Cyclone Idai aftermath: Gift of Givers intensifies rescue operations

2019-03-20 11:12

Disaster relief organisation Gift of the Givers says rescue operations in Malawi are going well.

The country, along with Zimbabwe and Mozambique, have been battling with the effects of flooding after Cyclone Idai hit Mozambique last week.

Gift of the Givers' teams are distributing essential supplies to seven out of the 11 affected districts in the southern region of Malawi.

On Monday, Mozambique's President Filipe Nyusi said more than 1 000 people may have by killed in the aftermath of the cyclone, which has been described as the worst in more than 20 years.

Gift of the Givers founder, Dr Imtiaz Sooliman, said the organisation was working with the Malawi Defence Force to help affected no-go areas.

"God willing, we aim to deploy water rescue teams, rescue equipment and boats to Zimbabwe tomorrow (Wednesday). We are awaiting final 'release' for some of the personnel from duty," said Sooliman.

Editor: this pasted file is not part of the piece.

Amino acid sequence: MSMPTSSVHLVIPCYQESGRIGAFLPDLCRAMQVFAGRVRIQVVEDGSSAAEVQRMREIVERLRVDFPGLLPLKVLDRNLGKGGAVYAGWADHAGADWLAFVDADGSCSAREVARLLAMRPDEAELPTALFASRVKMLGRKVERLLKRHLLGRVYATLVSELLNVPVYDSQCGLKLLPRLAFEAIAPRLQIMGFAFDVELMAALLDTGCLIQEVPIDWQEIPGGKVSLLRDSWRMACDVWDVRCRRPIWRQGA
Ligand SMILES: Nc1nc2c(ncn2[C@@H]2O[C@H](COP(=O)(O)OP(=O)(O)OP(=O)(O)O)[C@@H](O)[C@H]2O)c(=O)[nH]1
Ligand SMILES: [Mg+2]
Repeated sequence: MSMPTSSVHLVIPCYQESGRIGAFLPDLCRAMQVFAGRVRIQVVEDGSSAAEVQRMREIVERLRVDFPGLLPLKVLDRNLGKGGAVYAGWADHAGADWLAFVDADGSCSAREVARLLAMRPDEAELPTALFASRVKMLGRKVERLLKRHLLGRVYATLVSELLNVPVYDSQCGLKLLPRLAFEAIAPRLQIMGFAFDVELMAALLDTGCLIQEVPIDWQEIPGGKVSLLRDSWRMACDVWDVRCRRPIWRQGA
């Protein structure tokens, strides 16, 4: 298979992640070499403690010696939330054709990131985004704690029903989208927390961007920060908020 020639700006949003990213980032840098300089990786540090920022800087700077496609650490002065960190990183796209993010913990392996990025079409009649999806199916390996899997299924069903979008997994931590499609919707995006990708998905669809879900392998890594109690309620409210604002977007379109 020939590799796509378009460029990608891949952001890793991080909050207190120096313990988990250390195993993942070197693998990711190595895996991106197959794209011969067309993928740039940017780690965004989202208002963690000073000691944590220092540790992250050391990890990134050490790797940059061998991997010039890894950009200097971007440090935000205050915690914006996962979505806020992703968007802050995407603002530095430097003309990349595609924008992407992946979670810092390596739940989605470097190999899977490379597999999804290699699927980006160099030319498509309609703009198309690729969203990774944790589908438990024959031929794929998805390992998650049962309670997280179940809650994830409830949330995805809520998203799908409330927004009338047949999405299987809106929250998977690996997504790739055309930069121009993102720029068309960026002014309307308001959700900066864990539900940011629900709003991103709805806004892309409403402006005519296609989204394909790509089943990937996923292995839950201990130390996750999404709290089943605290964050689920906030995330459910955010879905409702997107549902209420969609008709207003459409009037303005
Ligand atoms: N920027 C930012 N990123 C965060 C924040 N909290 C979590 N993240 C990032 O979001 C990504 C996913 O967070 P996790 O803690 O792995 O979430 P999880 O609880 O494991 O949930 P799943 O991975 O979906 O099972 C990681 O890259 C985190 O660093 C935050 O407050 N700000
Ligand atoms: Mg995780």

Cyclone Idai hit Mozambique on Thursday night before moving to Zimbabwe.

Dozens have died in Malawi.

READ: Relief reaches Zimbabwe's cyclone survivors as death toll rises

In Zimbabwe, eastern Chimanimani district was worst hit. Flash floods washed away houses and bridges when the storm slammed the area.

Sooliman said a private company in Zimbabwe had offered the organisation six helicopters, two planes, pilots, four boats and 20 ambulances. It also committed to assist with the costs.

He added that Mozambique was the most challenging, saying 90% of Beira had been affected and that there was major destruction of infrastructure.

"Beyond these areas, the situation is unknown. We have deployed 40 water rescue specialists for this intervention. More personnel are on standby," he said.

ALSO READ: Gift of Givers ready to aid Mozambique amid massive cyclone

While the road leading to Beira has been washed away, the organisation said it was exploring the transporting its boats to the city on cargo planes.

Sooliman said sourcing helicopters was also one its greatest challenge.

"By far, the greatest challenge is sourcing helicopters. This is very, very expensive but extremely urgent. We are busy with options.

"Food, drinking water, medical care and shelter are an essential aspect that has to be factored in. Little children and indeed adults haven't eaten in days," he said.

Read more on:    zimbabwe  |  malawi  |  cyclone idai  |  weather  |  southern africa  |  cyclones
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